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Depression in Medical Disorders: Diagnostic Problems

Mehmet Hamid Boztaş, Özden Arısoy.

Cited by (5)

Abstract
Depressive symptoms are very common among referrals to general hospital and comprise the most frequent cause for psychiatric consultation. Comorbidity of medical and psychiatric disorders are common among uneducated, unemployed people with low income. These conditions make it difficult to recognize and treat such patient group. The prevalence of medical disorders increase when there is a difficulty in reaching health services. The depressive mood may decrease the person’s willingness to access health service. Additionally, the problems in most of the people seeking for medical help are not recognized by the health providers. It is quiet difficult to diagnose depression in patients with medical disorders. Being sick, being in an hospital, inability to work, loss of functionality lead to a change in social roles which may cause mourning-like symptoms, symptoms quite similar to depression’s. Besides, vegetative and somatic symptoms used for the diagnosis of depression can be direct consequences of the medical disorder itself. Thus such phenomenological signs and symptoms are suggested not to be considered as sufficient criteria for a diagnosis of depression among patients with medical disorder. This diagnostic complexity is also reflected in the studies searching for depression prevalence in medical disorders. For instance, the prevalence of depression ranges from 0% to 100% among renal patients. The physical signs and symptoms of medical conditions can overlap with the symptoms of depression and this overlap stands as one of the major diagnostic challenge for researchers. There are several other reasons that might explain the discrepancies in depression prevalence among patients with medical disorders such as changes in diagnostic criteria over time, use of different diagnostic scales for depression, and studying the prevalence of depression in non-standardized populations. Depression prevalence is affected from demographic variables, type, severity and chronicity of comorbid medical disorder. The differences in the prevalence rates brings questions about reliability and validity of diagnostic tools used. Though using DSM and ICD as diagnostic tools have standardized the psychiatric diagnosis in many ways, there still remains some difficulties for reaching valid psychiatric diagnosis among patients with medical disorders. Controversies and discussions about reliability and validity problem in this issue still continues. Subclinical depressive symptoms in medical disorders, effect of comorbidity on the diagnostic process and lower interobserver agreement rates for the diagnosis of depression due to a general medical condition are among several factors that should be carefully investigated to overcome these problems.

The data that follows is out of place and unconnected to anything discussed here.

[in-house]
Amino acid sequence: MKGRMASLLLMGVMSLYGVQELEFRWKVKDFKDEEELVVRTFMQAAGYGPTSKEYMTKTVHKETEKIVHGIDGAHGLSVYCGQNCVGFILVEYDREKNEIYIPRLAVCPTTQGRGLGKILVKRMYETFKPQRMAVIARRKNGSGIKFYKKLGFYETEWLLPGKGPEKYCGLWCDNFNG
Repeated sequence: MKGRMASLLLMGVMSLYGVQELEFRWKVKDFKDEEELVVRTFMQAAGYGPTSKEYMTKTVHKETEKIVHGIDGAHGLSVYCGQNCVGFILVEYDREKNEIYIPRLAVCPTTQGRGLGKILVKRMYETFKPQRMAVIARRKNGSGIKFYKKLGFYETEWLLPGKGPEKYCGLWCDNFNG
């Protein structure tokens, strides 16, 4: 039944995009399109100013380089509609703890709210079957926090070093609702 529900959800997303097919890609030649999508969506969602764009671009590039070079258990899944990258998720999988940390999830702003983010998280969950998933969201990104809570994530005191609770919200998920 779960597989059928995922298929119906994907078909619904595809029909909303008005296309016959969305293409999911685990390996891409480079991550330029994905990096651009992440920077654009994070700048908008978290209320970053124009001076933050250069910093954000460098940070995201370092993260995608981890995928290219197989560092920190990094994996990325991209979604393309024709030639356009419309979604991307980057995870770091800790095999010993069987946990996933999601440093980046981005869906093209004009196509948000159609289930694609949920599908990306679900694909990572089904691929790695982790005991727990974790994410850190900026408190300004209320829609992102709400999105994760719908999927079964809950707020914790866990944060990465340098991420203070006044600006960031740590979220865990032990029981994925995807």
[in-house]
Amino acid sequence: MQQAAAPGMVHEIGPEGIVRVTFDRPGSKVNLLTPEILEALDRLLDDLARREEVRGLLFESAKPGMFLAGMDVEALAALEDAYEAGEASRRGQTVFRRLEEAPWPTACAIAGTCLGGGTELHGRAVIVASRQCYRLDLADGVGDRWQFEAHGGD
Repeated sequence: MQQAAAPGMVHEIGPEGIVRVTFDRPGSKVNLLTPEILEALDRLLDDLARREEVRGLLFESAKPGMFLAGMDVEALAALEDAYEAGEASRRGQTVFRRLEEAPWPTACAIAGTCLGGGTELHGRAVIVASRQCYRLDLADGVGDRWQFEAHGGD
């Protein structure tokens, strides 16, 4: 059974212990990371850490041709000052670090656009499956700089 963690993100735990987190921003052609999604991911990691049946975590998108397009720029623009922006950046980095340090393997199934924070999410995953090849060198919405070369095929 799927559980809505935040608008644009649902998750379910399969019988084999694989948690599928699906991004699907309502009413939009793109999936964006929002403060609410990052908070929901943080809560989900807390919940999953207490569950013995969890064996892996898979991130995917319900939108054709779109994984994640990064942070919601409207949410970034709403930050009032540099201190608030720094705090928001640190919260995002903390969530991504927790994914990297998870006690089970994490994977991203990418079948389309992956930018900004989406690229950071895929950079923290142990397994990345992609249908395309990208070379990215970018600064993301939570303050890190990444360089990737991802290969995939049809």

Key words: Depression, Medical disorder, Comorbidity, Classification



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